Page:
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Doug Ford Was Democratically Elected to Own the Libs, Deal with It

His only mandate is action and if that action requires using the barely-used Notwithstanding Clause, so be it.
The Canadian Press/ Chris Young

Looks like Ontario is in for another relaxing week of Doug Ford’s fine government. This time, the premier has decided to take everyone on an exciting adventure in constitutional law. (Spoiler: there is no little man behind the curtain; that big laughing head on the screen is the real wizard. He can do whatever he wants, and he’s definitely not handing out brains.)

Yesterday, Superior Court of Ontario Justice Edward Belobaba released his ruling on Bill 5, Ford’s plan to slash Toronto’s city council in half while they’re in the middle of a municipal election. The judge was not impressed. In an idiosyncratic ruling, Belobaba found that the province’s proposal to rearrange the playing field during an election violates section 2(b) of the Charter of Rights and Freedoms by limiting the free expression of Torontonian voters. Ford responded to the ruling with shock and disappointment that a judge dare tell him what to do, and vowed to invoke the infamous Notwithstanding Clause of the constitution to push his plans through anyway.


Nobody likes poor section 33. The “notwithstanding clause” was a federal-provincial compromise made during the Kitchen Accord in 1981, an 11th-hour deal to get (almost) all the provinces on board with the new constitution. It allows provincial (or federal) legislatures to override some sections of the Charter on an interim basis for up to five years.

It’s a constitutional killswitch that’s only been invoked a handful of times: Saskatchewan in 1986 to legislate strikers back to work; Quebec in 1988 to skirt federal bilingualism laws (and also whenever René Lévesque was in a mood); and Alberta in 2000, to try and preemptively block federal same-sex marriage laws, although the Supreme Court of Canada later ruled Alberta didn’t have the jurisdiction to define marriage so s.33 never came into effect. Saskatchewan also used it in May 2018 to override a court’s decision that the province couldn’t provide funding to non-Catholic students attending Catholic schools.

Section 33 is the bastard child born of Canada’s shotgun marriage between British parliamentarianism and American constitutionalism. The post-1982 tension between the relatively new power of appointed judges to interpret/enforce/overturn the laws crafted by elected politicians was never resolved, so the notwithstanding clause exists as a kind of failsafe for parliamentary supremacy. It is a reminder that the Canadian political system got an incomplete renovation 36 years ago and the only reason the whole thing hasn’t collapsed yet is because everyone’s been reasonably careful not to rock the casbah—the odd sovereignty referendum aside.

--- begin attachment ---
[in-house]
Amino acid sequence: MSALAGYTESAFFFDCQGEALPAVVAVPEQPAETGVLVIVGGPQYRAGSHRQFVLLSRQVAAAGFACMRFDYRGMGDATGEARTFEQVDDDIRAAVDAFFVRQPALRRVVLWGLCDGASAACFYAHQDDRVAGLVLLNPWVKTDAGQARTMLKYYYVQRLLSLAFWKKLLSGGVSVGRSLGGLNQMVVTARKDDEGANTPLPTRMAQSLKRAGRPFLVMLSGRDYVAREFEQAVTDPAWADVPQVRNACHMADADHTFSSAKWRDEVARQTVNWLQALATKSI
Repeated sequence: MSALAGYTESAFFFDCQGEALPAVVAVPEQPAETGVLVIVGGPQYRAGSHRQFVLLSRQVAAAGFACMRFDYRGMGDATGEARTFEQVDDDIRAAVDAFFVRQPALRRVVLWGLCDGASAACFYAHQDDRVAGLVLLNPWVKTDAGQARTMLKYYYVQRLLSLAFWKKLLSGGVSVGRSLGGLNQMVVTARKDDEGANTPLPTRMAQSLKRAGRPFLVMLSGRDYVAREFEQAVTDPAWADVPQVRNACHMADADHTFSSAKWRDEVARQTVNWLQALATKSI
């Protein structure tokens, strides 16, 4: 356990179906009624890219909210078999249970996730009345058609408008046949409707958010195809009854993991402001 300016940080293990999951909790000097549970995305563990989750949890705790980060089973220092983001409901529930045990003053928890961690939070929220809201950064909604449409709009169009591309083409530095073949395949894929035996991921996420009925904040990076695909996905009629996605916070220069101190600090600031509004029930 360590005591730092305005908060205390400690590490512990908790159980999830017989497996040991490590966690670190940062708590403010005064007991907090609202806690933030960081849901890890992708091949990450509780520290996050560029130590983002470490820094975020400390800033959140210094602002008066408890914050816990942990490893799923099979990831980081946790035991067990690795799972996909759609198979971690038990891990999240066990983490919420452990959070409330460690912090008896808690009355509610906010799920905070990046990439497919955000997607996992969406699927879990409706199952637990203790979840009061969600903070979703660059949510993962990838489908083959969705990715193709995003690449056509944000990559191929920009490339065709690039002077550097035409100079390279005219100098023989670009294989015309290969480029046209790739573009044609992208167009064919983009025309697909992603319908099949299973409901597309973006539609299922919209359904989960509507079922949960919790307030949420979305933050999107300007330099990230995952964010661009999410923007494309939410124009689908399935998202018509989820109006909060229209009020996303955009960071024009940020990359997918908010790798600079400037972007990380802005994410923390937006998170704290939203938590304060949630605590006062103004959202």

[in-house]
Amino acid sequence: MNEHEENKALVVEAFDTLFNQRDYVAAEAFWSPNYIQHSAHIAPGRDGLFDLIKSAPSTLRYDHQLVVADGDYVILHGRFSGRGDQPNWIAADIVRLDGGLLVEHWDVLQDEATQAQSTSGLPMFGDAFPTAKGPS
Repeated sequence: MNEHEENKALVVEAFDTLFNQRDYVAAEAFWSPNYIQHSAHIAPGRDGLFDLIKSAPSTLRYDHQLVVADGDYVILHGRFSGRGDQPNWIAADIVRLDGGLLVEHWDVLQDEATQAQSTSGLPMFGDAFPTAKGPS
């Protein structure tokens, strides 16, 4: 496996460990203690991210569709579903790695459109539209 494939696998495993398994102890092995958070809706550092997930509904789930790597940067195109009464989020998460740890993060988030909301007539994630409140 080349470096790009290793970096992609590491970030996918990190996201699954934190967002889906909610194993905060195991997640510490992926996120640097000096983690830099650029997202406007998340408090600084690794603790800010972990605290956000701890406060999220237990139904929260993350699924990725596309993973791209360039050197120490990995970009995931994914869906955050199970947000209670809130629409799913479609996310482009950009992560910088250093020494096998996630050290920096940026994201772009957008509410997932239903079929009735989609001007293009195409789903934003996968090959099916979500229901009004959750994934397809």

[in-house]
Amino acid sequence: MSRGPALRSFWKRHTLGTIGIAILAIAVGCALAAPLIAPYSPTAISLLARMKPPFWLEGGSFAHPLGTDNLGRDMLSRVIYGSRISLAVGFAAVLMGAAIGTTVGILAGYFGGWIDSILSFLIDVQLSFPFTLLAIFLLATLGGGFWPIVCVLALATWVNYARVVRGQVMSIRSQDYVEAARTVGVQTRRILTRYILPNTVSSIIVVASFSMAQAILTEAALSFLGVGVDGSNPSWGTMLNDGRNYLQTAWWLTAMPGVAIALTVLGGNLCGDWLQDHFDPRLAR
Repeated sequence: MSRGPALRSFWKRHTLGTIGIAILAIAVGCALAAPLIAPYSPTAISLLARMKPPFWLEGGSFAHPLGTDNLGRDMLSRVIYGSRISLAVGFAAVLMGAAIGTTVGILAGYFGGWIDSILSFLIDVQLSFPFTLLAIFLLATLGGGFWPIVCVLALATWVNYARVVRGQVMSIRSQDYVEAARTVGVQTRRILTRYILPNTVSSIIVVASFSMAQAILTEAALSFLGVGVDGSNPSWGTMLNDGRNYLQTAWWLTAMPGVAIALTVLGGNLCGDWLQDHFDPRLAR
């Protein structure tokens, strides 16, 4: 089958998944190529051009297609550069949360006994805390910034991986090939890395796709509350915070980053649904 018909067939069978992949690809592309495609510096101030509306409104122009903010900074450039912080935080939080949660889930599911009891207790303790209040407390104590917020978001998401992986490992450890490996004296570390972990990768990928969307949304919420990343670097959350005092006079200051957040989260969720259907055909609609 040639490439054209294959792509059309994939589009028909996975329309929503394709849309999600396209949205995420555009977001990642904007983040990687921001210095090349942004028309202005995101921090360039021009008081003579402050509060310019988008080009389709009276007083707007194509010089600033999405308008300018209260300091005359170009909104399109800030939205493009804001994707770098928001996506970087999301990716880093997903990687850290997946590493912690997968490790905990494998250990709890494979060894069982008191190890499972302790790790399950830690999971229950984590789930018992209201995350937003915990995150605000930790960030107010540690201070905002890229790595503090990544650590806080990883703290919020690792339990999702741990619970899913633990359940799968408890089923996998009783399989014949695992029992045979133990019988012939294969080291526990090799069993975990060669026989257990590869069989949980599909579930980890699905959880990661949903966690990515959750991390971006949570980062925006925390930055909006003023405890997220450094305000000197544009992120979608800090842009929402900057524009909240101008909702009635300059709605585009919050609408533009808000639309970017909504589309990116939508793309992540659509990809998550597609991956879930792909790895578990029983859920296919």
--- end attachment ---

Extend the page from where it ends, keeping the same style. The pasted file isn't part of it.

Given its history, you can appreciate why the Notwithstanding Clause has a reputation as an illiberal cheat code. Its use has become taboo, especially as the Charter mentality became more entrenched across Canadian society. It enables politicians to override fundamental freedoms (section 2), legal rights (sections 7-14), and equality rights (section 15). You would like to hope those kind of drastic measures would be reserved for real problems and not just because Doug Ford wants to fuck up Toronto.

All told, it probably shouldn’t have even come to this; as Emmett Macfarlane points out in Maclean’s, Belobaba’s ruling that Bill 5 violated Torontonians’ Charter rights appears legally incoherent. Section 92(8) of the constitution gives explicit sanction for “the Legislature [to] exclusively make Laws related to Matters concerning… Municipal Institutions in the Province.” While redrawing municipal boundaries amidst an election is despicable and unfair, it is well within the provincial government’s right. Shoehorning Bill 5 into a Charter violation is arguably an overreach, and counterproductive insofar as it opens the ruling up to successful appeal. This is not to say Ford’s plan is good, just that it’s likely constitutionally kosher. As fucked up as his ends are, Ford seems to be using the notwithstanding clause correctly.

Subsuming municipalities entirely to the whims and dictates of provincial governments feels, in 2018, like a major constitutional shortcoming. The only real and lasting solution to this would be to spell out the specific rights, duties, and powers of municipalities in the constitution, but that requires reopening the blasted thing. The Canadian constitution is like the Ark of the Covenant: keep the lid on it at all times or there’s a good chance everyone involved is going to die in horrible, face-melting pain.

But the real problem isn’t the much maligned and misunderstood section 33. The problem is Doug Ford. The premier is indifferent and/or ignorant about how the judiciary works and he has made it clear that there is no power in heaven or under it that will keep him from delivering on his mandate “for the people.” That the specifics of this “mandate” are made up on the fly is irrelevant; the surprise was part of the package deal. Ford’s mandate is action. He is there to fuck things up, and deliver “taxpayer savings” with theatrical bombast for all his supporters who prefer to see the heads actually roll than to read the bloodless figures behind budget cuts. He was democratically elected by 2.3 million people to own the libs and he’s going to do it whatever way he can. The only plan is a show of power—the cities, the commentators, the cucks, the constitution and the rest be damned.

So relax, Ontario. It’ll be fine. You’ve only got, what, four more years of this?

Follow Drew Brown on Twitter.

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